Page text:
The U.S. Department of Health and Human Services (HHS) made the Patient Protection and Affordable Care Act (PPACA) basic preventive services package famous by putting a controversial mandate -- for "free" birth control benefits -- in the package.
Consumer groups say patients are having trouble using the other, less controversial benefits in the package, such as access to checkups, vaccinations and some cancer screenings.
The issue came up last week in Louisville, Ky., at the summer meeting of the National Association of Insurance Commissioners (NAIC). The NAIC/Consumer Liaison Committee — a panel that brings state insurance regulators together with representatives from consumer groups — heard a presentation by Adam Linker of the North Carolina Justice Center, Kathleen Gmeiner of UHCAN Ohio, and Stephanie Mohl of the American Heart Association/American Stroke Association.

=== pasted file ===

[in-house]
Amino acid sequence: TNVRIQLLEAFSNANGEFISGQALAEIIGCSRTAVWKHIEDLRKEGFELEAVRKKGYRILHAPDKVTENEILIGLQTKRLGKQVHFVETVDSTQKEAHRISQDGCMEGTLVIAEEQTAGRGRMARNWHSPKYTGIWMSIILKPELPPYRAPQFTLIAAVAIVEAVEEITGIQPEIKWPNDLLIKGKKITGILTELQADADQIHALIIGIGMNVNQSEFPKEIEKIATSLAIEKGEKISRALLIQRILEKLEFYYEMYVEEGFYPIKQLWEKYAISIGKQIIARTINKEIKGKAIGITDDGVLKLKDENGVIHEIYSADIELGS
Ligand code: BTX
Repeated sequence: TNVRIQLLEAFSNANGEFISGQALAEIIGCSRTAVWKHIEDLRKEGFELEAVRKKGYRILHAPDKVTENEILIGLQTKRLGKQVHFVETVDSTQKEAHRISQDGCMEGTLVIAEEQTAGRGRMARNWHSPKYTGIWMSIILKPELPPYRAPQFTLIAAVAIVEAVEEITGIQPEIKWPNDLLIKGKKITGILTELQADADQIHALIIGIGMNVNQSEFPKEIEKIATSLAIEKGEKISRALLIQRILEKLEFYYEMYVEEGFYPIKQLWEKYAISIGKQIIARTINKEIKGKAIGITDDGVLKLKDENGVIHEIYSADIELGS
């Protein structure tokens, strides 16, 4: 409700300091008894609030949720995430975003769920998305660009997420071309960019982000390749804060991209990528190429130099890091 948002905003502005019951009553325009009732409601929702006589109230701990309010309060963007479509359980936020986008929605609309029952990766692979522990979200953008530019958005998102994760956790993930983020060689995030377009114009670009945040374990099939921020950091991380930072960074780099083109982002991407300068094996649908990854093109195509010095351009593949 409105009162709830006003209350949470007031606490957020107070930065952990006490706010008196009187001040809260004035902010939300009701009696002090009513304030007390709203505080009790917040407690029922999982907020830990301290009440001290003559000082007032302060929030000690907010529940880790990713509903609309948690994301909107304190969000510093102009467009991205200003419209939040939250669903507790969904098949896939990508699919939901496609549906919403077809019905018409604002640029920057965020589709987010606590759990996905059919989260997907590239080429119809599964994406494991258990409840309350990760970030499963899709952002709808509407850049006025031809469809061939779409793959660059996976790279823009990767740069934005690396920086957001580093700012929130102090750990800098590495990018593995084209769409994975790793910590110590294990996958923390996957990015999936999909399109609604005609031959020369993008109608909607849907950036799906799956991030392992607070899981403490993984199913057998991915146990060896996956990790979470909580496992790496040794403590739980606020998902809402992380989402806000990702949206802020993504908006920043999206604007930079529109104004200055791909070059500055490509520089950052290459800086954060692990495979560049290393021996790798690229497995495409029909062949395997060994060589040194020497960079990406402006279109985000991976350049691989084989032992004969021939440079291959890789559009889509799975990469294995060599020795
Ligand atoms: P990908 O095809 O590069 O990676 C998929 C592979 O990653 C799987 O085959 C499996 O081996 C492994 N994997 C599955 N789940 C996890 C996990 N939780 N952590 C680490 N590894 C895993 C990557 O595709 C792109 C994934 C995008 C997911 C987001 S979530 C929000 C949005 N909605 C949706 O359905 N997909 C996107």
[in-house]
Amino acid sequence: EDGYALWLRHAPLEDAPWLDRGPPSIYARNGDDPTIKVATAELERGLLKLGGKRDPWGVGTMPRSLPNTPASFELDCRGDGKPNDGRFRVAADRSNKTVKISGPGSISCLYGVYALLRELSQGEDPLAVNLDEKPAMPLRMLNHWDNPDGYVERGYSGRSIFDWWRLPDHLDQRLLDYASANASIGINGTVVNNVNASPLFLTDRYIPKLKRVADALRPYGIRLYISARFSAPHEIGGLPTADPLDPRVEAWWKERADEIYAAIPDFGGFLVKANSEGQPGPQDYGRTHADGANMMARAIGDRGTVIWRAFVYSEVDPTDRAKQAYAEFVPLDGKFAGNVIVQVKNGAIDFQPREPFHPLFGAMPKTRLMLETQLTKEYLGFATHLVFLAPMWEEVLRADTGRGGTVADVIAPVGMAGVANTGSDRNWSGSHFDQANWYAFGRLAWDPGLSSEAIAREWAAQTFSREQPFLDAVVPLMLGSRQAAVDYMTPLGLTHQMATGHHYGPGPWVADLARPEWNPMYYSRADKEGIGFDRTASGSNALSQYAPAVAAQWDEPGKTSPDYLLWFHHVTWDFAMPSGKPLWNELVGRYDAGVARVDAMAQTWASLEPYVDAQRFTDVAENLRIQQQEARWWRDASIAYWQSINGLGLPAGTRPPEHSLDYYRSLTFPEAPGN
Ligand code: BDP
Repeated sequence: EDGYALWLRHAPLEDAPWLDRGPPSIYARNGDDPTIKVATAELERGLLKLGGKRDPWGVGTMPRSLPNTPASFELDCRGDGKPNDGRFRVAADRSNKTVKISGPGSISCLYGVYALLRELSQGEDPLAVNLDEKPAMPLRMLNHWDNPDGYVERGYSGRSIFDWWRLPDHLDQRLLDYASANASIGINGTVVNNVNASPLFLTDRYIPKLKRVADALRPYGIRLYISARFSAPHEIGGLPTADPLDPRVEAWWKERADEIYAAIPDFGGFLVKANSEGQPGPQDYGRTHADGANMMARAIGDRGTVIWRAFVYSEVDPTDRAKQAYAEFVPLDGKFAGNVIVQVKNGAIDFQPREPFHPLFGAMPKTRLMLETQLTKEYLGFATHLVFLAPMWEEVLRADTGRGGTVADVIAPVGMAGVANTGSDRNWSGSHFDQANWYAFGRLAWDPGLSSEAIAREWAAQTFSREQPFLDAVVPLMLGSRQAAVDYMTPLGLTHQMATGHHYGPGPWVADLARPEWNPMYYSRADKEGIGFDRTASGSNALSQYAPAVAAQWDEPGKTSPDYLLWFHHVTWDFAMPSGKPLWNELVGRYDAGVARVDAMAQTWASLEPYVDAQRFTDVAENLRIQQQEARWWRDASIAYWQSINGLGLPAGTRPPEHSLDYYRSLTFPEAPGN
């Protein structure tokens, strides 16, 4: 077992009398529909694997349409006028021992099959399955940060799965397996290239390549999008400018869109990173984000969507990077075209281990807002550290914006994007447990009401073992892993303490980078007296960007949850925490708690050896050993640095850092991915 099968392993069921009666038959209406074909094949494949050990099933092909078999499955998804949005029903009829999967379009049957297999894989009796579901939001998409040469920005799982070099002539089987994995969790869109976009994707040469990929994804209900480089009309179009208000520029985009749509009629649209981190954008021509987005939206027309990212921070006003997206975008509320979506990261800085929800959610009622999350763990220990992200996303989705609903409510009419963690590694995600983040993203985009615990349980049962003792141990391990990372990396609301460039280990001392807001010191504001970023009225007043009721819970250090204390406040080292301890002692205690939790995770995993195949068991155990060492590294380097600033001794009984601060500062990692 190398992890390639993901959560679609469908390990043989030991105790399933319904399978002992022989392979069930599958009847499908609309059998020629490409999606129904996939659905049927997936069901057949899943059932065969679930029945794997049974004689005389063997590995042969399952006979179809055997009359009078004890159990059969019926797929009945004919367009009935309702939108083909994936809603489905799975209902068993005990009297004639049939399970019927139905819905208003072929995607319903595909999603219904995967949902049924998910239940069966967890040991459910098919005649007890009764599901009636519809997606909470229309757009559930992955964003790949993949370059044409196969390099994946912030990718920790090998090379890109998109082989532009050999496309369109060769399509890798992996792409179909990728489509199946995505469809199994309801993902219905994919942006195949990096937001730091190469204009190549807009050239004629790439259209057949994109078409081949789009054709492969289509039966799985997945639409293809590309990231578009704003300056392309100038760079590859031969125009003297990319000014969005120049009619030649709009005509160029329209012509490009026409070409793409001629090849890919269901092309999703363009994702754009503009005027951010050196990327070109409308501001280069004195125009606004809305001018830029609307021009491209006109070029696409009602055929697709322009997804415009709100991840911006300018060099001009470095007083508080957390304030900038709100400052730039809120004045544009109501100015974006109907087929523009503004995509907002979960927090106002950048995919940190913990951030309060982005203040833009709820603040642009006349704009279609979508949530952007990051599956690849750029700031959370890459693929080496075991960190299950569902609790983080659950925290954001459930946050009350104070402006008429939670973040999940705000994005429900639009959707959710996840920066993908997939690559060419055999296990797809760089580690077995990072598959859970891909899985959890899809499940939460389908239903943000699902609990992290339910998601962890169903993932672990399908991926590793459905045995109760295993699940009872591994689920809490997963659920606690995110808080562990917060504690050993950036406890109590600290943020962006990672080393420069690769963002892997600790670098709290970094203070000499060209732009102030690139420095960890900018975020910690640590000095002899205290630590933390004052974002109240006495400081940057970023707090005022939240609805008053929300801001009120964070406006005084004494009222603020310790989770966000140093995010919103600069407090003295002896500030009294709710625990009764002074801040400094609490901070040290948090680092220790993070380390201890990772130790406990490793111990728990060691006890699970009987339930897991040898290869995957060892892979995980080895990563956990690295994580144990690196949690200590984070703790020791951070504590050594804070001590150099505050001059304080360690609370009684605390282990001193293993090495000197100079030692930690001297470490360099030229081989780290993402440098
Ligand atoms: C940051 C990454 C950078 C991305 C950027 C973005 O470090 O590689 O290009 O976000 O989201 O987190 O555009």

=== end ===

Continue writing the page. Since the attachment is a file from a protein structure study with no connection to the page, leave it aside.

"Consumers and insurance agents report that they are still seeing charges for preventive services," according to a written version of the speakers' presentation. "Consumers are not sure how to resolve the problem."
Drafters of PPACA added the preventive services section in an effort to make sure that all enrollees in non-grandfathered major medical plans have easy access to basic cost-effective preventive services. The HHS secretary is supposed to develop the list of services in the package with help from the Institute of Medicine. Issuers are supposed to cover the services without imposing deductibles, co-payments, coinsurance or other cost-sharing obligations on the patients.
In some cases, providers surprise patients with bills for other services bundled with the "free" services. In other cases, providers and insurers leave consumers with bills for the preventive services.
It's not always clear who has the authority to enforce the PPACA preventive services coverage requirements, the consumer group reps said.
"Departments of insurance can help convene providers, carriers and agents to resolve problems," according to the reps.